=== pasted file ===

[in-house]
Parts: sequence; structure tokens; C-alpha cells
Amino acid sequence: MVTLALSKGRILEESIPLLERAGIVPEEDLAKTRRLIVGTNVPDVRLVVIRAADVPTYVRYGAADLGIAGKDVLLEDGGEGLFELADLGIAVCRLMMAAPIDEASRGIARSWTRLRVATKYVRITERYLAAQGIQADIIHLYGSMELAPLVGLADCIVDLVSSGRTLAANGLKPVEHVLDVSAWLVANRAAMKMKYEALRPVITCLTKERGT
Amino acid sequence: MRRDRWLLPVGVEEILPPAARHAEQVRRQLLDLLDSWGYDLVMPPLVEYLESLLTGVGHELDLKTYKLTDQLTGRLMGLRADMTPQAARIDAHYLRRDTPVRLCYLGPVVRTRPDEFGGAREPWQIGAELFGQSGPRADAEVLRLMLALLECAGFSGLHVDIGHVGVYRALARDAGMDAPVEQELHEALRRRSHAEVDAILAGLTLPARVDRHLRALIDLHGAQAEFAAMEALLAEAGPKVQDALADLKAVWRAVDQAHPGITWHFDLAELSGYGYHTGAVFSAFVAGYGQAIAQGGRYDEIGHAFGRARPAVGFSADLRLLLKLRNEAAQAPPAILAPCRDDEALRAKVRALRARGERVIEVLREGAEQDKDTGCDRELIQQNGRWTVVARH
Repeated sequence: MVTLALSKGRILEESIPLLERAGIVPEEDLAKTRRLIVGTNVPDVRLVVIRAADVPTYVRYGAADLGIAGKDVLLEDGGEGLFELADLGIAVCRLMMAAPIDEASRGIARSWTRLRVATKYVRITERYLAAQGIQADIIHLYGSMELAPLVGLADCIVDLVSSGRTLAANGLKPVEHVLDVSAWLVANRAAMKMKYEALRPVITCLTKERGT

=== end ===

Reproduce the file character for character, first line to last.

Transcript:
[in-house]
Parts: sequence; structure tokens; C-alpha cells
Amino acid sequence: MVTLALSKGRILEESIPLLERAGIVPEEDLAKTRRLIVGTNVPDVRLVVIRAADVPTYVRYGAADLGIAGKDVLLEDGGEGLFELADLGIAVCRLMMAAPIDEASRGIARSWTRLRVATKYVRITERYLAAQGIQADIIHLYGSMELAPLVGLADCIVDLVSSGRTLAANGLKPVEHVLDVSAWLVANRAAMKMKYEALRPVITCLTKERGT
Amino acid sequence: MRRDRWLLPVGVEEILPPAARHAEQVRRQLLDLLDSWGYDLVMPPLVEYLESLLTGVGHELDLKTYKLTDQLTGRLMGLRADMTPQAARIDAHYLRRDTPVRLCYLGPVVRTRPDEFGGAREPWQIGAELFGQSGPRADAEVLRLMLALLECAGFSGLHVDIGHVGVYRALARDAGMDAPVEQELHEALRRRSHAEVDAILAGLTLPARVDRHLRALIDLHGAQAEFAAMEALLAEAGPKVQDALADLKAVWRAVDQAHPGITWHFDLAELSGYGYHTGAVFSAFVAGYGQAIAQGGRYDEIGHAFGRARPAVGFSADLRLLLKLRNEAAQAPPAILAPCRDDEALRAKVRALRARGERVIEVLREGAEQDKDTGCDRELIQQNGRWTVVARH
Repeated sequence: MVTLALSKGRILEESIPLLERAGIVPEEDLAKTRRLIVGTNVPDVRLVVIRAADVPTYVRYGAADLGIAGKDVLLEDGGEGLFELADLGIAVCRLMMAAPIDEASRGIARSWTRLRVATKYVRITERYLAAQGIQADIIHLYGSMELAPLVGLADCIVDLVSSGRTLAANGLKPVEHVLDVSAWLVANRAAMKMKYEALRPVITCLTKERGT